There’s a new land we are called to. Where is God calling you?

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Numbers 24, 25, 26, 27; Mark 8:11-38

And they began discussing with one another the fact that they had no bread. And Jesus, aware of this, said to them, “Why are you discussing the fact that you have no bread? Do you not yet perceive or understand? Are your hearts hardened? Having eyes do you not see, and having ears do you not hear? And do you not remember? When I broke the five loaves for the five thousand, how many baskets full of broken pieces did you take up?” They said to him, “Twelve.” “And the seven for the four thousand, how many baskets full of broken pieces did you take up?” And they said to him, “Seven.” And he said to them, “Do you not yet understand?” Mark 8:16-21

I can see in the natural, even if I do need glasses; but sometimes I don’t always see everything there is to be seen in the spiritual world. I don’t always understand the parables that Jesus spoke to the ancient world (without reading His explanations) and I don’t always appreciate the stories that He speaks into my own life. I don’t always comprehend what He is trying to do in me, what He is trying to teach me. I don’t always perceive His purposes, His heart. I don’t always grasp His goodness, His faithfulness. I don’t always see HIM.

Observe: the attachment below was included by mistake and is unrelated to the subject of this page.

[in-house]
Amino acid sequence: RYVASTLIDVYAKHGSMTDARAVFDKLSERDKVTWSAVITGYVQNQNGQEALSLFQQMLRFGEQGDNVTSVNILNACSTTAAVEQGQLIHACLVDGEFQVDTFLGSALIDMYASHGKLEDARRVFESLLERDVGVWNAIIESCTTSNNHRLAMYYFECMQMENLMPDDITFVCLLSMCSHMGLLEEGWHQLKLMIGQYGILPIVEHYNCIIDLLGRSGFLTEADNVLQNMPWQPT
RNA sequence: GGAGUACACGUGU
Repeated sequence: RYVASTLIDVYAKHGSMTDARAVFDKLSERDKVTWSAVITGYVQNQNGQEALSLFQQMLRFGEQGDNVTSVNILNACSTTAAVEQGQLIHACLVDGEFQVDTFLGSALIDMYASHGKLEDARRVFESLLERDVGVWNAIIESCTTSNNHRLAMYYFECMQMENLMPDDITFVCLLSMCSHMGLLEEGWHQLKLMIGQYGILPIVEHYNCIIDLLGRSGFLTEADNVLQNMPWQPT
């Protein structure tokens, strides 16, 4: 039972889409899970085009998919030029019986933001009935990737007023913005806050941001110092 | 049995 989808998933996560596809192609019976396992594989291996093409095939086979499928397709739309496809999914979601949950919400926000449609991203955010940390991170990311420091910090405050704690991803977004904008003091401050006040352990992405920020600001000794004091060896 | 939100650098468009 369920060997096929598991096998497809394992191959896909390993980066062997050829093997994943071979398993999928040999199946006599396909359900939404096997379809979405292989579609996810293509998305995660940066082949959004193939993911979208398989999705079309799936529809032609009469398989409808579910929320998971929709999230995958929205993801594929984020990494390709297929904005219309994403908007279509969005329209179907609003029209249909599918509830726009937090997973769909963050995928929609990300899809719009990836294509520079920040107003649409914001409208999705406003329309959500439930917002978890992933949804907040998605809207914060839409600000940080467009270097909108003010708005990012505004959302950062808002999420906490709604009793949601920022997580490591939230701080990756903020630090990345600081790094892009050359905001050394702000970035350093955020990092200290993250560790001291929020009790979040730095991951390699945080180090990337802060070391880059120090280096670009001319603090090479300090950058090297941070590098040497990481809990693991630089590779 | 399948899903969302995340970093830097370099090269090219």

There are times when I am so lost in the temporal, that I lose sight of His glory. I am so distracted by the never-ending needs of my kids, so preoccupied with the demands of work/ministry goals, of keeping the house clean or by getting meals on the table, that I forget the amazing ways that God has moved in my life, even before I was truly a believer. I overlook the miracles He has done through me and the miracles He has done for me. My spiritual-sight is sometimes unfocused. And in those moments, I don’t recognize Jesus in the little things; I cannot see Him clearly through the haze.